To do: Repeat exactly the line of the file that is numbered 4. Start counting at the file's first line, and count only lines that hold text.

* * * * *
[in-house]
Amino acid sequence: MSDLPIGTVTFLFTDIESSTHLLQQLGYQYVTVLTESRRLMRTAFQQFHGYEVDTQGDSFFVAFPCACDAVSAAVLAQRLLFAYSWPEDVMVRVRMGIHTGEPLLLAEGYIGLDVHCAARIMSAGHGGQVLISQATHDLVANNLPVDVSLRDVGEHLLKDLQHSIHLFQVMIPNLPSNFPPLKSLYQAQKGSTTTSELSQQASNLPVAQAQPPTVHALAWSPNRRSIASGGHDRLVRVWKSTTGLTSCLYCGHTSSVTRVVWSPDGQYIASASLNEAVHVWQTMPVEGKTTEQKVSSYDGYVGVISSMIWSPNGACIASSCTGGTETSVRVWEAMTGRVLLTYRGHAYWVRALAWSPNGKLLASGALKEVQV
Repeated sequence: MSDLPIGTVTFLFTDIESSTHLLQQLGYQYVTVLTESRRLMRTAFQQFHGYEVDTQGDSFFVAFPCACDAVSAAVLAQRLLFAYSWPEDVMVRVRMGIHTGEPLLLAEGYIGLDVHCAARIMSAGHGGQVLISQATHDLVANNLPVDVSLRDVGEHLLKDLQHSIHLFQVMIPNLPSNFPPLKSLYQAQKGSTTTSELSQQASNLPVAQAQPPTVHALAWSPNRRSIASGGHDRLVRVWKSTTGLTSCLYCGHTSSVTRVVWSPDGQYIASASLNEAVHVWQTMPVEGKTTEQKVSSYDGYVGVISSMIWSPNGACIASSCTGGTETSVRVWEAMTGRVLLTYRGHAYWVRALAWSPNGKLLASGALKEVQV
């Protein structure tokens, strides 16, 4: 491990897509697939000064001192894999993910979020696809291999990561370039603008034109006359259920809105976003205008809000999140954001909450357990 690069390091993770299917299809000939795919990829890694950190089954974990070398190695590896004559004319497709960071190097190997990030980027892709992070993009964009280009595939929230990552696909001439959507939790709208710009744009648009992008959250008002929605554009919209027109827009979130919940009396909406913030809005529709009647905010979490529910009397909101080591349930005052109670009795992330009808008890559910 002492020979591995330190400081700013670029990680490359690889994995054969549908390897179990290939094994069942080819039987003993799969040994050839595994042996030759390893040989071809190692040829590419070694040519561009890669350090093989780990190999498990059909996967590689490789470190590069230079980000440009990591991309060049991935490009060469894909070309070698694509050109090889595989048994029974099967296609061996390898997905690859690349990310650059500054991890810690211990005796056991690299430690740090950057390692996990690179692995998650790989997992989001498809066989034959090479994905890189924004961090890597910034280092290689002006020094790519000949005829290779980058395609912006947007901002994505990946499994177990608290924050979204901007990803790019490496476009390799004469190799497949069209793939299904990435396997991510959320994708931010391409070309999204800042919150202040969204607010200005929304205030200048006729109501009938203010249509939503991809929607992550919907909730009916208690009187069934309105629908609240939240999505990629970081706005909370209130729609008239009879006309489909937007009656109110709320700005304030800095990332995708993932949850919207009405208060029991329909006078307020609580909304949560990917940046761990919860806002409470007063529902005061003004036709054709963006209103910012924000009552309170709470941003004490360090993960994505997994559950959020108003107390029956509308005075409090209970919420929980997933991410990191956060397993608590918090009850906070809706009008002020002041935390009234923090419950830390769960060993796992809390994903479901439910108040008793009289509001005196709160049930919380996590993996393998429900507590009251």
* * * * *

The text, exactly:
């Protein structure tokens, strides 16, 4: 491990897509697939000064001192894999993910979020696809291999990561370039603008034109006359259920809105976003205008809000999140954001909450357990 690069390091993770299917299809000939795919990829890694950190089954974990070398190695590896004559004319497709960071190097190997990030980027892709992070993009964009280009595939929230990552696909001439959507939790709208710009744009648009992008959250008002929605554009919209027109827009979130919940009396909406913030809005529709009647905010979490529910009397909101080591349930005052109670009795992330009808008890559910 002492020979591995330190400081700013670029990680490359690889994995054969549908390897179990290939094994069942080819039987003993799969040994050839595994042996030759390893040989071809190692040829590419070694040519561009890669350090093989780990190999498990059909996967590689490789470190590069230079980000440009990591991309060049991935490009060469894909070309070698694509050109090889595989048994029974099967296609061996390898997905690859690349990310650059500054991890810690211990005796056991690299430690740090950057390692996990690179692995998650790989997992989001498809066989034959090479994905890189924004961090890597910034280092290689002006020094790519000949005829290779980058395609912006947007901002994505990946499994177990608290924050979204901007990803790019490496476009390799004469190799497949069209793939299904990435396997991510959320994708931010391409070309999204800042919150202040969204607010200005929304205030200048006729109501009938203010249509939503991809929607992550919907909730009916208690009187069934309105629908609240939240999505990629970081706005909370209130729609008239009879006309489909937007009656109110709320700005304030800095990332995708993932949850919207009405208060029991329909006078307020609580909304949560990917940046761990919860806002409470007063529902005061003004036709054709963006209103910012924000009552309170709470941003004490360090993960994505997994559950959020108003107390029956509308005075409090209970919420929980997933991410990191956060397993608590918090009850906070809706009008002020002041935390009234923090419950830390769960060993796992809390994903479901439910108040008793009289509001005196709160049930919380996590993996393998429900507590009251």